U.S. financial institutions have long been recognized as early adopters of technology in order to increase efficiency, better understand their own risks, and gain a competitive advantage over their peers both in the United States and internationally. Before the financial crisis, however, many firms did not have integrated data systems, so that information was often segregated by division, by office and, in some cases, even by individual trader. Consequently, many firms lacked a cohesive picture of their financial positions, risks and exposures.
As many of today’s financial services firms have come to learn, big data systems can be used to analyze and publicize large, complex data sets. These systems can accommodate massive amounts of data, conduct deep and thorough analysis, and work with both firms’ and regulators’ systems. At the New York Stock Exchange’s Euronext, for example, daily data volumes are up 200 percent year-over-year, which led the NYSE to implement a fine-grained analytics system to measure latency across all transactions on a daily basis. By implementing new technology, the exchange now has better intelligence, more rapidly and at lower cost. Firms throughout the financial sector have seen similar results.
What has worked well in the private sector is now being adopted in the public sector. In 2010, Congress passed the Dodd-Frank Wall Street Reform and Consumer Protection Act, which included a number of provisions aimed at creating more transparent and stable financial markets. For example, Dodd-Frank includes measures designed to increase regulators’ understanding of financial markets by requiring financial institutions to improve their data collection and reporting and by giving regulatory agencies significant latitude in the types and amounts of data they collect from firms.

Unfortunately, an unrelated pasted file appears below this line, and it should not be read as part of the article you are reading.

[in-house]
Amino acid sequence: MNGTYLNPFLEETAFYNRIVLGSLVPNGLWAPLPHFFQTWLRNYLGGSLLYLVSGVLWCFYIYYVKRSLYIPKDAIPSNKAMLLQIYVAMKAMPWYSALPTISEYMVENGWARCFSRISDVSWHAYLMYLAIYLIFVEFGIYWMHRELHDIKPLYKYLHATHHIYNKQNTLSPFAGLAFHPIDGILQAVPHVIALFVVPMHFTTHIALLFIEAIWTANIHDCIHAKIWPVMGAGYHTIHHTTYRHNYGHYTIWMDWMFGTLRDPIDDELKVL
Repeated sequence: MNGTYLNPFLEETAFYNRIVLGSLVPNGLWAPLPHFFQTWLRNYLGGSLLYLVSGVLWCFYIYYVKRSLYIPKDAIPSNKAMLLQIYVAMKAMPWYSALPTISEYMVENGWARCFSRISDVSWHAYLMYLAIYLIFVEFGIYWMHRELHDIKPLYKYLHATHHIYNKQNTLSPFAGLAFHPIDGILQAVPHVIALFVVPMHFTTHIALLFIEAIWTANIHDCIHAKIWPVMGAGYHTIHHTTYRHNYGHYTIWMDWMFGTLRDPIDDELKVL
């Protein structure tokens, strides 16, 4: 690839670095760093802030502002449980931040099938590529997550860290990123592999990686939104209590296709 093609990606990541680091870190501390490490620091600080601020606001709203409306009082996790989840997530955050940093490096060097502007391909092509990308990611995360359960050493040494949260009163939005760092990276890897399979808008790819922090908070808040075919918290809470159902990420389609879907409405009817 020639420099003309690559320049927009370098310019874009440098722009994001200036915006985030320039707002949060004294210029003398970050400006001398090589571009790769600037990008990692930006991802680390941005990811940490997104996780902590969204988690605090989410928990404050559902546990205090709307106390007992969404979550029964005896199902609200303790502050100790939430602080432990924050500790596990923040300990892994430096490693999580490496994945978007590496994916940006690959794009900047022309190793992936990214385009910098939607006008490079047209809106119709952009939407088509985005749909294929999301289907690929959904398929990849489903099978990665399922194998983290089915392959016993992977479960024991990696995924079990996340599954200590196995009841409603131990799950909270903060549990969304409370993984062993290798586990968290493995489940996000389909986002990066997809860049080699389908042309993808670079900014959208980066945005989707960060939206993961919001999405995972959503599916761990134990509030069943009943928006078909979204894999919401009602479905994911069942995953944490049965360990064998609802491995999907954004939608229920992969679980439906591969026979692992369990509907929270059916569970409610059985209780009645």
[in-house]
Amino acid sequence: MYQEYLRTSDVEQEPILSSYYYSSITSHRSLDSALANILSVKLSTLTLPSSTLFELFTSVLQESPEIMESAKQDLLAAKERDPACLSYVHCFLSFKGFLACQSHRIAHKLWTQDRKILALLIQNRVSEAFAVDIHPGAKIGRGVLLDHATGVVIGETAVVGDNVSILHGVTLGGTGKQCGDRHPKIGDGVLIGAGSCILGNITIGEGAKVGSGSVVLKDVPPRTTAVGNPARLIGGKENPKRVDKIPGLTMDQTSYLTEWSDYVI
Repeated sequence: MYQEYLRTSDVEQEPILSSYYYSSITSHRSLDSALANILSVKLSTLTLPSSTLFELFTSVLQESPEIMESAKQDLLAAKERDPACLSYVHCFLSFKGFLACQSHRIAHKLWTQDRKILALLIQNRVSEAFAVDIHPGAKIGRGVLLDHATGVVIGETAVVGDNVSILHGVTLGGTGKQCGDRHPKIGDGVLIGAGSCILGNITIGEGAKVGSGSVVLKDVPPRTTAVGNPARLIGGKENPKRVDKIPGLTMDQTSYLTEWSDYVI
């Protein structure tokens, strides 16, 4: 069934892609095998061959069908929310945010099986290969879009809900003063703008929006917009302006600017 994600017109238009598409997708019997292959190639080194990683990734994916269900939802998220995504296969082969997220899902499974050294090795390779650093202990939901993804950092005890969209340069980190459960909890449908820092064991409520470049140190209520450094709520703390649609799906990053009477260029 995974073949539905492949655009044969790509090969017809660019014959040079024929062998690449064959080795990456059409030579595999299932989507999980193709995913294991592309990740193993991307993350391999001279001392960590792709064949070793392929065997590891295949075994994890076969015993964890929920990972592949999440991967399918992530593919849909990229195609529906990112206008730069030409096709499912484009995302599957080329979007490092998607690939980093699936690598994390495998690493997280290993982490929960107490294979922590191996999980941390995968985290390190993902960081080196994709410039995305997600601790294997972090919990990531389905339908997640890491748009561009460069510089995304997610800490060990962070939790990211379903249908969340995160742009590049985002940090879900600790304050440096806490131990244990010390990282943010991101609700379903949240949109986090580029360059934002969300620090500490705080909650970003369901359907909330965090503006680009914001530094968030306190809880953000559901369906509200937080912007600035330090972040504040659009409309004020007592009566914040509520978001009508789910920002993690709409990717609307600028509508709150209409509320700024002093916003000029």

The impact of the massive regulatory overhaul has been felt throughout the financial industry, including transaction types, the nature of financial advice to the authorities of regulatory agencies. One of the central guiding principles of the overhaul was the need for more information. Regulators are using this information to provide a real-time view of bank performance and market conditions and improve their oversight of the financial system. Four federal financial regulatory organizations are at the heart of this effort: the Federal Reserve Board, the Securities and Exchange Commission (SEC), the Office of Financial Research (OFR) and the Consumer Financial Protection Bureau (CFPB).
The Need for Better Data